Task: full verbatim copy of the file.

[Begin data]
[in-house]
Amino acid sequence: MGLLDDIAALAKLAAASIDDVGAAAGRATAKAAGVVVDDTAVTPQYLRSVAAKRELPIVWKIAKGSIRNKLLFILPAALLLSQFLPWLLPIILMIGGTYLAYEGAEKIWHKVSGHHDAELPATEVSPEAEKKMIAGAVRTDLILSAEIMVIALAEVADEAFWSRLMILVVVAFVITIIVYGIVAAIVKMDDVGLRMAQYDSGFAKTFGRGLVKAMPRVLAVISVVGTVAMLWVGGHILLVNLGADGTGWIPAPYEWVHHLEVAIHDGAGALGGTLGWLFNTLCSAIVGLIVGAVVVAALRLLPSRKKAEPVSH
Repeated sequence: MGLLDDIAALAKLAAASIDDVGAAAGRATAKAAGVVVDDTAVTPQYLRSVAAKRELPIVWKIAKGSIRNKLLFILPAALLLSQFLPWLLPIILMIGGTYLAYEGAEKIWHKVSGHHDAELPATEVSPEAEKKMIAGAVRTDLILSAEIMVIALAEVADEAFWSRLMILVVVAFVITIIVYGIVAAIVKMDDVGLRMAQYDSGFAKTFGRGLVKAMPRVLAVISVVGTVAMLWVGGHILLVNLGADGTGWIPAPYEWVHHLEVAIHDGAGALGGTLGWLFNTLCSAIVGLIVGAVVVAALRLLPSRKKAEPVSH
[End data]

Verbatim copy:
[in-house]
Amino acid sequence: MGLLDDIAALAKLAAASIDDVGAAAGRATAKAAGVVVDDTAVTPQYLRSVAAKRELPIVWKIAKGSIRNKLLFILPAALLLSQFLPWLLPIILMIGGTYLAYEGAEKIWHKVSGHHDAELPATEVSPEAEKKMIAGAVRTDLILSAEIMVIALAEVADEAFWSRLMILVVVAFVITIIVYGIVAAIVKMDDVGLRMAQYDSGFAKTFGRGLVKAMPRVLAVISVVGTVAMLWVGGHILLVNLGADGTGWIPAPYEWVHHLEVAIHDGAGALGGTLGWLFNTLCSAIVGLIVGAVVVAALRLLPSRKKAEPVSH
Repeated sequence: MGLLDDIAALAKLAAASIDDVGAAAGRATAKAAGVVVDDTAVTPQYLRSVAAKRELPIVWKIAKGSIRNKLLFILPAALLLSQFLPWLLPIILMIGGTYLAYEGAEKIWHKVSGHHDAELPATEVSPEAEKKMIAGAVRTDLILSAEIMVIALAEVADEAFWSRLMILVVVAFVITIIVYGIVAAIVKMDDVGLRMAQYDSGFAKTFGRGLVKAMPRVLAVISVVGTVAMLWVGGHILLVNLGADGTGWIPAPYEWVHHLEVAIHDGAGALGGTLGWLFNTLCSAIVGLIVGAVVVAALRLLPSRKKAEPVSH